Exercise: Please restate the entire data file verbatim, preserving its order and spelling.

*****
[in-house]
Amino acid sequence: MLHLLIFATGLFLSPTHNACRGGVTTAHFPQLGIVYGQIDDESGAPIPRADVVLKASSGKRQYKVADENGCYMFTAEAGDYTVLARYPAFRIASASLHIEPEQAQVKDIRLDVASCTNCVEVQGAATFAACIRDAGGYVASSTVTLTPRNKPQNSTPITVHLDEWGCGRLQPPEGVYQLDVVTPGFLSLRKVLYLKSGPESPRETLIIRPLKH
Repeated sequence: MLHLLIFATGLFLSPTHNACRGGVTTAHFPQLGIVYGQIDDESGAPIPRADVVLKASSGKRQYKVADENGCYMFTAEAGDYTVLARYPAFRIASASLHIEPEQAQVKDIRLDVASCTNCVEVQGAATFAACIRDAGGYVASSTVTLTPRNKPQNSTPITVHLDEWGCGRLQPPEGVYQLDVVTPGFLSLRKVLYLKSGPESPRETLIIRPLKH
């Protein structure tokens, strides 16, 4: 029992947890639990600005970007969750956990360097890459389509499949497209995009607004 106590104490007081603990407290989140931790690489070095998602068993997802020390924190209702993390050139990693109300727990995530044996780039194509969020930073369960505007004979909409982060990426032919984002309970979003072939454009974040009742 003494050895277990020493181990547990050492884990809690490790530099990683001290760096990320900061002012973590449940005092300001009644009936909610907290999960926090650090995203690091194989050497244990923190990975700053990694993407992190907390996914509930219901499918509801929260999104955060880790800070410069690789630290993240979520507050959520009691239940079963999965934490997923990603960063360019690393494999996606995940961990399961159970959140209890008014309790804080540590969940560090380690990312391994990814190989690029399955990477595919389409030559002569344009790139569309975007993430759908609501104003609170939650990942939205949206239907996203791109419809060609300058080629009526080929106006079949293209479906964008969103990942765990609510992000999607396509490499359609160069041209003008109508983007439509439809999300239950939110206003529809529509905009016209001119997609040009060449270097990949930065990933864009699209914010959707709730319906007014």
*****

[in-house]
Amino acid sequence: MLHLLIFATGLFLSPTHNACRGGVTTAHFPQLGIVYGQIDDESGAPIPRADVVLKASSGKRQYKVADENGCYMFTAEAGDYTVLARYPAFRIASASLHIEPEQAQVKDIRLDVASCTNCVEVQGAATFAACIRDAGGYVASSTVTLTPRNKPQNSTPITVHLDEWGCGRLQPPEGVYQLDVVTPGFLSLRKVLYLKSGPESPRETLIIRPLKH
Repeated sequence: MLHLLIFATGLFLSPTHNACRGGVTTAHFPQLGIVYGQIDDESGAPIPRADVVLKASSGKRQYKVADENGCYMFTAEAGDYTVLARYPAFRIASASLHIEPEQAQVKDIRLDVASCTNCVEVQGAATFAACIRDAGGYVASSTVTLTPRNKPQNSTPITVHLDEWGCGRLQPPEGVYQLDVVTPGFLSLRKVLYLKSGPESPRETLIIRPLKH
């Protein structure tokens, strides 16, 4: 029992947890639990600005970007969750956990360097890459389509499949497209995009607004 106590104490007081603990407290989140931790690489070095998602068993997802020390924190209702993390050139990693109300727990995530044996780039194509969020930073369960505007004979909409982060990426032919984002309970979003072939454009974040009742 003494050895277990020493181990547990050492884990809690490790530099990683001290760096990320900061002012973590449940005092300001009644009936909610907290999960926090650090995203690091194989050497244990923190990975700053990694993407992190907390996914509930219901499918509801929260999104955060880790800070410069690789630290993240979520507050959520009691239940079963999965934490997923990603960063360019690393494999996606995940961990399961159970959140209890008014309790804080540590969940560090380690990312391994990814190989690029399955990477595919389409030559002569344009790139569309975007993430759908609501104003609170939650990942939205949206239907996203791109419809060609300058080629009526080929106006079949293209479906964008969103990942765990609510992000999607396509490499359609160069041209003008109508983007439509439809999300239950939110206003529809529509905009016209001119997609040009060449270097990949930065990933864009699209914010959707709730319906007014």